Standardized measurements are necessary to a chemist or any scientist because, in order for an experiment to be useful, it must be possible to duplicate the experiment. If the chemist does not know exactly how much of a certain element he or she mixed with another to form a given compound, the results of the experiment are useless. In order to share information and communicate the results of experiments, then, scientists need a standardized "vocabulary" of measures.
This "vocabulary" is the International System of Units, known as SI for its French name, Système International d'Unités. By international agreement, the worldwide scientific community adopted what came to be known as SI at the 9th General Conference on Weights and Measures in 1948. The system was refined at the 11th General Conference in 1960, and given its present name; but in fact most components of SI belong to a much older system of weights and measures developed in France during the late eighteenth century.
SI vs. THE E NGLISH S YSTEM
The United States, as almost everyone knows, is the wealthiest and most powerful nation on Earth. On the other hand, Brunei—a tiny nation-state on the island of Java in the Indonesian archipelago—enjoys considerable oil wealth, but is hardly what anyone would describe as a super-power. Yemen, though it is located on the Arabian peninsula, does not even possess significant oil wealth, and is a poor, economically developing nation. Finally, Burma in Southeast Asia can hardly be described even as a "developing" nation: ruled by an extremely repressive military regime, it is one of the poorest nations in the world.
So what do these four have in common? They are the only nations on the planet that have failed to adopt the metric system of weights and measures. The system used in the United States is called the English system, though it should more properly be called the American system, since England itself has joined the rest of the world in "going metric." Meanwhile, Americans continue to think in terms of gallons, miles, and pounds; yet American scientists use the much more convenient metric units that are part of SI.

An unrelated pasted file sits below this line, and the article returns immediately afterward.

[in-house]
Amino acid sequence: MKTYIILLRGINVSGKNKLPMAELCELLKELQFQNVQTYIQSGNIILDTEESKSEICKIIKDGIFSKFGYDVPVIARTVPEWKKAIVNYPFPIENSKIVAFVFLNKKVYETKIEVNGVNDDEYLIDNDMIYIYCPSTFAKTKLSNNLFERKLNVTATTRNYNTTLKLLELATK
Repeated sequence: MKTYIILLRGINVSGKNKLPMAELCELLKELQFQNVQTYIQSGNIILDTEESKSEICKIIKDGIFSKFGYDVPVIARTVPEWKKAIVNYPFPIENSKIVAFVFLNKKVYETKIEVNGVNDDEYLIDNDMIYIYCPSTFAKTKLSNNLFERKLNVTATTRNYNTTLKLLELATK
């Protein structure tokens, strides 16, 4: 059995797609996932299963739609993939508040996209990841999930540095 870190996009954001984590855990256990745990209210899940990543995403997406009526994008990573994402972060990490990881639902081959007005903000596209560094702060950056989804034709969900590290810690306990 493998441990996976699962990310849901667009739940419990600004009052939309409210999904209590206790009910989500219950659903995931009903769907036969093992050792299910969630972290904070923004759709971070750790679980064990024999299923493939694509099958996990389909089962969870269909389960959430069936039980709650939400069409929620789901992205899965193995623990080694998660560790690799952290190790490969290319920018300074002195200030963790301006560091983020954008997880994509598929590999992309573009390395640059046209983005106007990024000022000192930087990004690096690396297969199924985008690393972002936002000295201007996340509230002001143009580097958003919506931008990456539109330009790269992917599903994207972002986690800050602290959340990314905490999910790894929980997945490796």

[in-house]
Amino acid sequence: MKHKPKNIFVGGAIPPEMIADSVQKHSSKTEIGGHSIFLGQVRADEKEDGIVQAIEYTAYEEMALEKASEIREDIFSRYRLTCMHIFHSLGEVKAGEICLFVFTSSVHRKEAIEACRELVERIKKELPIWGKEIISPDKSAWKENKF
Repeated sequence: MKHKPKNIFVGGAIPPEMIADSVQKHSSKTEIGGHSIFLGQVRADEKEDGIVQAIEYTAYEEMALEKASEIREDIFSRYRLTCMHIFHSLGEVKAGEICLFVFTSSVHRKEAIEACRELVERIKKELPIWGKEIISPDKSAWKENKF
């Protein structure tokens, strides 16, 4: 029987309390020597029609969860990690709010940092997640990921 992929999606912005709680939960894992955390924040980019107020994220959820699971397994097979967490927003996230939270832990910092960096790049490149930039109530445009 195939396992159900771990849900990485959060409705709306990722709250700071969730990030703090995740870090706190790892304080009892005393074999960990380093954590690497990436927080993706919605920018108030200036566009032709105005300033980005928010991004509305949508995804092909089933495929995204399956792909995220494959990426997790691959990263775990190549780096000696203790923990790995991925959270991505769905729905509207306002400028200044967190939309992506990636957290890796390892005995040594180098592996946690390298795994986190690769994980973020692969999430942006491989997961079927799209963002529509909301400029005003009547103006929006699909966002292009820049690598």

HOW THE ENGLISH SYSTEM WORKS (OR DOES NOT WORK).
Like methods of counting described above, most systems of measurement in premodern times were modeled on parts of the human body. The foot is an obvious example of this, while the inch originated from the measure of a king's first thumb joint. At one point, the yard was defined as the distance from the nose of England's King Henry I to the tip of his outstretched middle finger.
Obviously, these are capricious, downright absurd standards on which to base a system of measure. They involve things that change, depending for instance on whose foot is being used as a standard. Yet the English system developed in this willy-nilly fashion over the centuries; today, there are literally hundreds of units—including three types of miles, four kinds of ounces, and five kinds of tons, each with a different value.
What makes the English system particularly cumbersome, however, is its lack of convenient conversion factors. For length, there are 12 inches in a foot, but 3 feet in a yard, and 1,760 yards in a mile. Where volume is concerned, there are 16 ounces in a pound (assuming one is talking about an avoirdupois ounce), but 2,000 pounds in a ton. And, to further complicate matters, there are all sorts of other units of measure developed to address a particular property: horsepower, for instance, or the British thermal unit (Btu).
THE CONVENIENCE OF THE METRIC SYSTEM.
Great Britain, though it has long since adopted the metric system, in 1824 established the British Imperial System, aspects of which are reflected in the system still used in America. This is ironic, given the desire of early Americans to distance themselves psychologically from the empire to which their nation had once belonged. In any case, England's great worldwide influence during the nineteenth century brought about widespread adoption of the English or British system in colonies such as Australia and Canada. This acceptance had everything to do with British power and tradition, and nothing to do with convenience. A much more usable standard had actually been embraced 25 years before in a land that was then among England's greatest enemies: France.